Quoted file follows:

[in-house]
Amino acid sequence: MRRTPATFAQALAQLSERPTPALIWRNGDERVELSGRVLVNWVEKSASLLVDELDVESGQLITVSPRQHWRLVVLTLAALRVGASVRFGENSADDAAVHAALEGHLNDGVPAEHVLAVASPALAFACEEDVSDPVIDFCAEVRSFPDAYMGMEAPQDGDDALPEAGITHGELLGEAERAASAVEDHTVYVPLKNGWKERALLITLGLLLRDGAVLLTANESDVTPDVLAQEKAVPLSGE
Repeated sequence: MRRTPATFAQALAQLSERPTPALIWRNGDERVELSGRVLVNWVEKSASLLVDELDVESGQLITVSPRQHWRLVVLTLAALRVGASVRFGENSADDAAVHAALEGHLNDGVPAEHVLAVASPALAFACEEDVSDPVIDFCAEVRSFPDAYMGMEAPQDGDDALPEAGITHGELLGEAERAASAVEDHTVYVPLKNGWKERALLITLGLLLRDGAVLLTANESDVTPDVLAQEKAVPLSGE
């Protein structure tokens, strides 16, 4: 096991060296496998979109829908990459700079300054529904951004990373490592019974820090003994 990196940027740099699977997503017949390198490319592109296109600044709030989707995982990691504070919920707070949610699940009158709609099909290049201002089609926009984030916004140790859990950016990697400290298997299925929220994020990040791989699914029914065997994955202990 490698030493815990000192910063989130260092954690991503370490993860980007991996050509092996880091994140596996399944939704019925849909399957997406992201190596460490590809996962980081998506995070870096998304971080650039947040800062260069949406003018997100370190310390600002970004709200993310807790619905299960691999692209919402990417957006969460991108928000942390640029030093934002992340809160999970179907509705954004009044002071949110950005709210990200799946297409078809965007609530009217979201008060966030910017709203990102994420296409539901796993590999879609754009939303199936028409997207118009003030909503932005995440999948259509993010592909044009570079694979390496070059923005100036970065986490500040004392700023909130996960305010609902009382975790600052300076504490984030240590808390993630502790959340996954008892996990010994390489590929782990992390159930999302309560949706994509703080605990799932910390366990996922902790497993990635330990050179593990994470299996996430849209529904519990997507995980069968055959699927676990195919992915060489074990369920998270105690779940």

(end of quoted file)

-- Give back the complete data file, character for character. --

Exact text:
[in-house]
Amino acid sequence: MRRTPATFAQALAQLSERPTPALIWRNGDERVELSGRVLVNWVEKSASLLVDELDVESGQLITVSPRQHWRLVVLTLAALRVGASVRFGENSADDAAVHAALEGHLNDGVPAEHVLAVASPALAFACEEDVSDPVIDFCAEVRSFPDAYMGMEAPQDGDDALPEAGITHGELLGEAERAASAVEDHTVYVPLKNGWKERALLITLGLLLRDGAVLLTANESDVTPDVLAQEKAVPLSGE
Repeated sequence: MRRTPATFAQALAQLSERPTPALIWRNGDERVELSGRVLVNWVEKSASLLVDELDVESGQLITVSPRQHWRLVVLTLAALRVGASVRFGENSADDAAVHAALEGHLNDGVPAEHVLAVASPALAFACEEDVSDPVIDFCAEVRSFPDAYMGMEAPQDGDDALPEAGITHGELLGEAERAASAVEDHTVYVPLKNGWKERALLITLGLLLRDGAVLLTANESDVTPDVLAQEKAVPLSGE
């Protein structure tokens, strides 16, 4: 096991060296496998979109829908990459700079300054529904951004990373490592019974820090003994 990196940027740099699977997503017949390198490319592109296109600044709030989707995982990691504070919920707070949610699940009158709609099909290049201002089609926009984030916004140790859990950016990697400290298997299925929220994020990040791989699914029914065997994955202990 490698030493815990000192910063989130260092954690991503370490993860980007991996050509092996880091994140596996399944939704019925849909399957997406992201190596460490590809996962980081998506995070870096998304971080650039947040800062260069949406003018997100370190310390600002970004709200993310807790619905299960691999692209919402990417957006969460991108928000942390640029030093934002992340809160999970179907509705954004009044002071949110950005709210990200799946297409078809965007609530009217979201008060966030910017709203990102994420296409539901796993590999879609754009939303199936028409997207118009003030909503932005995440999948259509993010592909044009570079694979390496070059923005100036970065986490500040004392700023909130996960305010609902009382975790600052300076504490984030240590808390993630502790959340996954008892996990010994390489590929782990992390159930999302309560949706994509703080605990799932910390366990996922902790497993990635330990050179593990994470299996996430849209529904519990997507995980069968055959699927676990195919992915060489074990369920998270105690779940």